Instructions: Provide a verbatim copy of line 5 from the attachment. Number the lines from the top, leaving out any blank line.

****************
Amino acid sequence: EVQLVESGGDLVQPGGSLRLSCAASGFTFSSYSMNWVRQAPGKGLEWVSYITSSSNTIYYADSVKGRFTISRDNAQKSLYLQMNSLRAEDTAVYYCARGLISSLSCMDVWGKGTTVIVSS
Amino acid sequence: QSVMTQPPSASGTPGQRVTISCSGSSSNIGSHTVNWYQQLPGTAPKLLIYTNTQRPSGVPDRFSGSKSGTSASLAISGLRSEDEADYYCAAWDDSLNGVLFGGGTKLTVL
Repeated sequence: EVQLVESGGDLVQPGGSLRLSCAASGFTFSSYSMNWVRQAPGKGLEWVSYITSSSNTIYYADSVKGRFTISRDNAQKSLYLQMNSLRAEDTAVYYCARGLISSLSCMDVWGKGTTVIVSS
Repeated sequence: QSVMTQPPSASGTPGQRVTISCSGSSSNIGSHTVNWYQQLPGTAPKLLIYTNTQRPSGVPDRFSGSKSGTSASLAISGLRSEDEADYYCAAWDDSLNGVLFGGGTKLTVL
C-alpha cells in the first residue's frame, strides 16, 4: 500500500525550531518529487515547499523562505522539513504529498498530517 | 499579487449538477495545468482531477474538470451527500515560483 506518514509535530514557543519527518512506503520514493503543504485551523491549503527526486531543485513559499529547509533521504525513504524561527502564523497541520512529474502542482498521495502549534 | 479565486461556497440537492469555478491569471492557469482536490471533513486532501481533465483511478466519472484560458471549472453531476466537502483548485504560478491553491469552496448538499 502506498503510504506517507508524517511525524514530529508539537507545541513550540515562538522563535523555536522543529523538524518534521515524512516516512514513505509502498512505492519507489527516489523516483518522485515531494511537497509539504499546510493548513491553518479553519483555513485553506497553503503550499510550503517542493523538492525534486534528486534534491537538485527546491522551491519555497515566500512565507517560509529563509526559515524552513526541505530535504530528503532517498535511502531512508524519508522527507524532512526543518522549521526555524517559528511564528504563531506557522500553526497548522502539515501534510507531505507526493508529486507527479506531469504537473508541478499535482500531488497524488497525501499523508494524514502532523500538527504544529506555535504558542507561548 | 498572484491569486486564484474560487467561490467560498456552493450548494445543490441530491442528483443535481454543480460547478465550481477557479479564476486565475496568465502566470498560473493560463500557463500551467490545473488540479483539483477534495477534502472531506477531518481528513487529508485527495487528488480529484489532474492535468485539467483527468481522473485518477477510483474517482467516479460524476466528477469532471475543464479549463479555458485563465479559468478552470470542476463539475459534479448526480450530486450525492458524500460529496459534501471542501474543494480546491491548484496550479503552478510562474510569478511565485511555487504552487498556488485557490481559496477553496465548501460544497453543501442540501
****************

C-alpha cells in the first residue's frame, strides 16, 4: 500500500525550531518529487515547499523562505522539513504529498498530517 | 499579487449538477495545468482531477474538470451527500515560483 506518514509535530514557543519527518512506503520514493503543504485551523491549503527526486531543485513559499529547509533521504525513504524561527502564523497541520512529474502542482498521495502549534 | 479565486461556497440537492469555478491569471492557469482536490471533513486532501481533465483511478466519472484560458471549472453531476466537502483548485504560478491553491469552496448538499 502506498503510504506517507508524517511525524514530529508539537507545541513550540515562538522563535523555536522543529523538524518534521515524512516516512514513505509502498512505492519507489527516489523516483518522485515531494511537497509539504499546510493548513491553518479553519483555513485553506497553503503550499510550503517542493523538492525534486534528486534534491537538485527546491522551491519555497515566500512565507517560509529563509526559515524552513526541505530535504530528503532517498535511502531512508524519508522527507524532512526543518522549521526555524517559528511564528504563531506557522500553526497548522502539515501534510507531505507526493508529486507527479506531469504537473508541478499535482500531488497524488497525501499523508494524514502532523500538527504544529506555535504558542507561548 | 498572484491569486486564484474560487467561490467560498456552493450548494445543490441530491442528483443535481454543480460547478465550481477557479479564476486565475496568465502566470498560473493560463500557463500551467490545473488540479483539483477534495477534502472531506477531518481528513487529508485527495487528488480529484489532474492535468485539467483527468481522473485518477477510483474517482467516479460524476466528477469532471475543464479549463479555458485563465479559468478552470470542476463539475459534479448526480450530486450525492458524500460529496459534501471542501474543494480546491491548484496550479503552478510562474510569478511565485511555487504552487498556488485557490481559496477553496465548501460544497453543501442540501